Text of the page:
The survival rate for a carcinoid tumor depends on the stage of the tumor at the time of its diagnosis. Overall, the survival rates for carcinoid tumors have been observed to be good. Because they are often found at an earlier stage, it is easier to treat them.
The survival rate is analyzed in a large study, in which the lifespan of a large population, after the diagnosis of cancer, is observed for a specific timeframe. It is generally presented as a five-year survival rate—what percentage of people lived for at least five years after the diagnosis.
For example, the five-year survival rate (as shown in Table 1) for tumor limited only to the specific organ (localized tumor) is 97%. This means that 97 of 100 people who were diagnosed with carcinoid tumors could live for at least five years or more.
|*SEER Stage||Five-Year Relative Survival Rate|
|All SEER stages combined||94%|
*SEER Stage: Stage of the tumor as determined by the Surveillance, and End Results (SEER) Program of the National Cancer Institute (NCI); Digestive system: the stomach, small intestine, colon, appendix, cecum, and rectum; Reginal: Tumor that has spread to the adjacent lymph nodes; Distant: Tumor that has spread to the distant organs.
Carcinoid tumors of the lung generally have better survival outcomes than other forms of lung cancers. They have an overall 5-year survival rate of 78-95% and a 10-year survival rate of 77-90%.
Life expectancy is not good for the carcinoid tumor that has spread to other organs of the body.
What is a carcinoid tumor?
A carcinoid tumor is a rare cancer of the neuroendocrine system (a system of the nerve cells that also produces hormones in the body). It is usually a slow-growing tumor.
The tumor grows in the following organs:
“Carcinoid syndrome” is the advanced form of the carcinoid tumor. It is a term given for a set of symptoms that develop when the carcinoid tumor spreads to other organs and releases hormones such as serotonin that lead to hormonal imbalance.
What are the signs and symptoms of a carcinoid tumor?
The signs and symptoms produced by the tumor depend upon the organ on which the tumor has developed. As they are fair general, they can be easily mistaken for illnesses other than the tumor. Hence, the doctor will take your complete medical history and order various tests before diagnosing the carcinoid tumor.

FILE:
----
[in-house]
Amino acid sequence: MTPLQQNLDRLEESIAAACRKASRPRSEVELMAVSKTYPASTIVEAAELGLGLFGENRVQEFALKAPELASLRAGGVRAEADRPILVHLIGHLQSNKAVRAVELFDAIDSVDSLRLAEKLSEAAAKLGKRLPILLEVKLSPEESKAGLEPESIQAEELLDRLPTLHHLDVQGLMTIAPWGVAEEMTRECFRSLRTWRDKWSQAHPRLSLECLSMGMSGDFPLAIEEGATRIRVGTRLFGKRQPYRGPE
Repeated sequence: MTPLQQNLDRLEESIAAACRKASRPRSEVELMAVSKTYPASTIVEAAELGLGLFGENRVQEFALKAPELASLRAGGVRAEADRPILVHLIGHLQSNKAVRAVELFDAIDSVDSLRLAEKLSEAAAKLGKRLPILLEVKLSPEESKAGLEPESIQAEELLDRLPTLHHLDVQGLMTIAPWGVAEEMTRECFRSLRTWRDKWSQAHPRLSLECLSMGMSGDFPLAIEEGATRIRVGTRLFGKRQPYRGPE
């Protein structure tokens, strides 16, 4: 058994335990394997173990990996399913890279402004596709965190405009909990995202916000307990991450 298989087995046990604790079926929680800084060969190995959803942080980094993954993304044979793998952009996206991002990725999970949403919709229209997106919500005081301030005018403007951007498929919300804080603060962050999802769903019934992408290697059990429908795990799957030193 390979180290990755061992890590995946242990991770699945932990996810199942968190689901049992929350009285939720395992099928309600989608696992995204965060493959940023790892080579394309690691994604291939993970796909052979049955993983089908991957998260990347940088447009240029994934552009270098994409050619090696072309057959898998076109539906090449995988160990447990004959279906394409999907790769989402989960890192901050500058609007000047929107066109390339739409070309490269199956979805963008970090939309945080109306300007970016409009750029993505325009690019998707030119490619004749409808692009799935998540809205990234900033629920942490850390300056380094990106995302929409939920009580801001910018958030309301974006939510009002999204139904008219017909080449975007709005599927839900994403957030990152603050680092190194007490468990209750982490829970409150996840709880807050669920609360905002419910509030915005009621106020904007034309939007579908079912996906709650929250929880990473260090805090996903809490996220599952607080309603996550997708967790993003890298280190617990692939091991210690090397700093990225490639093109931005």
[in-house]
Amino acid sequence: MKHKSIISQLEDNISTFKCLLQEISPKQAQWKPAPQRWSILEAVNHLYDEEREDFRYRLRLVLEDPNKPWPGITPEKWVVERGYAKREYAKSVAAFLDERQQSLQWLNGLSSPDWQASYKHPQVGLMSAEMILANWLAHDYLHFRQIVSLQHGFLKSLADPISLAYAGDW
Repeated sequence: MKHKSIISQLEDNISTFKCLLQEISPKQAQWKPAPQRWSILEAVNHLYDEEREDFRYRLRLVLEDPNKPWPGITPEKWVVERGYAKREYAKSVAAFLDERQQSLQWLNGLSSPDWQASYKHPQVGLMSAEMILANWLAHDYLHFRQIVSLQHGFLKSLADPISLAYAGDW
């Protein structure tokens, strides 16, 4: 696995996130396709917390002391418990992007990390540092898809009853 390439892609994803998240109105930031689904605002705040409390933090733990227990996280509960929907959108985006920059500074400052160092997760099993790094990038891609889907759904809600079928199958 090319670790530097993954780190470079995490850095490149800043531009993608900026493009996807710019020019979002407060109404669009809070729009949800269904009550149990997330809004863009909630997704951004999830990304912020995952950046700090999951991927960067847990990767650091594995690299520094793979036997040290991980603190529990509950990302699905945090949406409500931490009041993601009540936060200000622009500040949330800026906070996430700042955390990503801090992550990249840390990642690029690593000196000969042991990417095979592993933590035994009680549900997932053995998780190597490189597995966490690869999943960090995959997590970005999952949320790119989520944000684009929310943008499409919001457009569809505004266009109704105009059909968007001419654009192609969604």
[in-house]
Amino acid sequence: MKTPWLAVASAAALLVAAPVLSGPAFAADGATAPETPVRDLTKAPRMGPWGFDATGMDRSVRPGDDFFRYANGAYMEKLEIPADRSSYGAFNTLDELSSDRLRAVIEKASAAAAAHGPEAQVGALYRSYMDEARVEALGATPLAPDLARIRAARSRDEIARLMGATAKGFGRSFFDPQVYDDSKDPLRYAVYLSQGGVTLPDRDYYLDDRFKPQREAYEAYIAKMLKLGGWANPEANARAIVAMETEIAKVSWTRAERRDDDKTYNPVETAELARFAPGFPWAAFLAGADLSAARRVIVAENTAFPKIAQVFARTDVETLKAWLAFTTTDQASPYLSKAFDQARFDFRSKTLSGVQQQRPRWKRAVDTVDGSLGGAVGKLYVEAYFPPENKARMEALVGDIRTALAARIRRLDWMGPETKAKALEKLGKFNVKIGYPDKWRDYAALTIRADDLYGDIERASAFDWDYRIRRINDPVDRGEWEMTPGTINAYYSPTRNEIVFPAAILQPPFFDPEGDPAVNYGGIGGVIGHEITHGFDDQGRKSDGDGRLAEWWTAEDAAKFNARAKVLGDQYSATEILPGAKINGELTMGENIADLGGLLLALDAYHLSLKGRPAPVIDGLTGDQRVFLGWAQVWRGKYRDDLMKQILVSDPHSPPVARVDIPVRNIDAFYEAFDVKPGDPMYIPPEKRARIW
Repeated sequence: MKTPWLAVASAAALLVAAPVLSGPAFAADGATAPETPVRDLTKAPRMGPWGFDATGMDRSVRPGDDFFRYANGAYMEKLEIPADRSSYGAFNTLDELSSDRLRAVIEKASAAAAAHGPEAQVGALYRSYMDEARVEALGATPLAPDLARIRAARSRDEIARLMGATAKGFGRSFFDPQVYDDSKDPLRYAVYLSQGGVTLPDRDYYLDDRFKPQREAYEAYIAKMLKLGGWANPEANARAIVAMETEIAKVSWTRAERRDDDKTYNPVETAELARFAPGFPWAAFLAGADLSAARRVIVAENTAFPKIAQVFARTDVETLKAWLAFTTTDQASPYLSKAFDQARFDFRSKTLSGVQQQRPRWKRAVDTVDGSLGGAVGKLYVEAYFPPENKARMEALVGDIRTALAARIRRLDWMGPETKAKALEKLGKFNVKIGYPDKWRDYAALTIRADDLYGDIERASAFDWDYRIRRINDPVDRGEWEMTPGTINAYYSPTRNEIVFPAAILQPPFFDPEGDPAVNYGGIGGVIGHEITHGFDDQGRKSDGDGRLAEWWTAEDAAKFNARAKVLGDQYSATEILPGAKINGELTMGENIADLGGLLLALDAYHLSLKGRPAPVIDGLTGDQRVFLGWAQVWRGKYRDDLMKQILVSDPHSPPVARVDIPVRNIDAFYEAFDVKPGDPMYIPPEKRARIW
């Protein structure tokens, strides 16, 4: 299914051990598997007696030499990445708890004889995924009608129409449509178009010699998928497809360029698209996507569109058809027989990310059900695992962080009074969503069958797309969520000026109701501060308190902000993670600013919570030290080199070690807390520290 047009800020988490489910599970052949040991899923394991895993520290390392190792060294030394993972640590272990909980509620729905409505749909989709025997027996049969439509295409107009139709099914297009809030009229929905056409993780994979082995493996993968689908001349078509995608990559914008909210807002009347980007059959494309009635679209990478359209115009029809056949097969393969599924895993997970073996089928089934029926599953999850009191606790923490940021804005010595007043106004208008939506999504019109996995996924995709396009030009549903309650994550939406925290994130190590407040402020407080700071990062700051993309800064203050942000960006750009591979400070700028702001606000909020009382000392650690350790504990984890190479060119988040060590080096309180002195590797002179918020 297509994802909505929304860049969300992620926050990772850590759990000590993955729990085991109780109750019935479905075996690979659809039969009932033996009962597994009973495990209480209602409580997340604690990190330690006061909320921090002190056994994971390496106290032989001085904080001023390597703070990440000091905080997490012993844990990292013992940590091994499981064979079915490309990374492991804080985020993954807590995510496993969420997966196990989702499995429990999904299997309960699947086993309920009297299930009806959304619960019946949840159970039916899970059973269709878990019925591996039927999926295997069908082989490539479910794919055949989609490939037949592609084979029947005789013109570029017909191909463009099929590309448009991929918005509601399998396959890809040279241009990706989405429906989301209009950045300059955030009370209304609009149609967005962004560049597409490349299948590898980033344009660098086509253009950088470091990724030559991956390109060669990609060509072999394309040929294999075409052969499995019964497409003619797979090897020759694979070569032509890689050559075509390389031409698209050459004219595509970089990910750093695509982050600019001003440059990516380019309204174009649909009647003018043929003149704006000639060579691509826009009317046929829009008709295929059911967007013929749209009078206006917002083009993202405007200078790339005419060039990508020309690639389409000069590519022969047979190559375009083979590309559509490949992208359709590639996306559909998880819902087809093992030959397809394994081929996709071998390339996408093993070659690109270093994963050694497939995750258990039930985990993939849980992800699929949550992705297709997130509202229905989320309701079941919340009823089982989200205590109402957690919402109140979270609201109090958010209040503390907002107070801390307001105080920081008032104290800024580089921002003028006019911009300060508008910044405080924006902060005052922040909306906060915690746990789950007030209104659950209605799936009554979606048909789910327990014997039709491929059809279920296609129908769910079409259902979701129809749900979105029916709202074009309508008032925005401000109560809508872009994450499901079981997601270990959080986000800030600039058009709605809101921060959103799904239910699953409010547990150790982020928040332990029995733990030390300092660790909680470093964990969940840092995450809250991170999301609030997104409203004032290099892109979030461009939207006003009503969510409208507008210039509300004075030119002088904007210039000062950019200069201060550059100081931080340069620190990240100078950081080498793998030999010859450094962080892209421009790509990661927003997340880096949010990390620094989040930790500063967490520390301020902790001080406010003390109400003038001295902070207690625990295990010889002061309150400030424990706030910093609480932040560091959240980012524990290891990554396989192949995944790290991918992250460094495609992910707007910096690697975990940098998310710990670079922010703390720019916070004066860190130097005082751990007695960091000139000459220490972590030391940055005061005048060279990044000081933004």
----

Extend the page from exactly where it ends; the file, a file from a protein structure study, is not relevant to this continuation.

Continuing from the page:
It is also possible that you may have a carcinoid tumor with no signs and symptoms. For example, in a carcinoid tumor of the appendix, the doctor might discover it during surgery a such as removal of the appendix.
|Location of the carcinoid tumor||Signs and symptoms|
Abdominal pain, diarrhea, constipation, and bleeding from the rectum
Cough, blood in the cough, breathlessness, chest pain, and fatigue
Stomach pain, weight loss, tiredness, and weakness
What causes carcinoid tumors?
Doctors do not know the exact cause of carcinoid tumors. However, they have found out some factors that may increase your chances of developing one. These include:
- Having a close family member with a carcinoid tumor
- Multiple endocrine neoplasia type 1 (MEN1)
- Having parents with any of the following cancers:
- Neurofibromatosis (a genetic disorder that causes tumors to form on the nerve tissue)
- Tuberous sclerosis (a rare, multisystem genetic disease that causes tumors or growths in organs)
Can second cancers develop after carcinoid tumor treatment?
Unfortunately, you may develop other cancers (known as secondary cancers) unrelated to the carcinoid tumor even after you get treated for the carcinoid tumor.
As a survivor of a lung carcinoid tumor, you have a higher risk of
A carcinoid tumor of the digestive system puts you at a higher risk of
Can you lower your risk of second cancer?
A step like quitting tobacco certainly helps in lowering the risk of secondary cancer after treatment for a carcinoid tumor. This is true not only for lung carcinoid tumors specifically but also for carcinoid tumors in other organs.
To help maintain good health, you, as a carcinoid survivor, need to
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Carcinoid Lung Tumors. Available at: https://emedicine.medscape.com/article/426400-overview#a2
Carcinoid Tumor. Available at: https://emedicine.medscape.com/article/986050-overview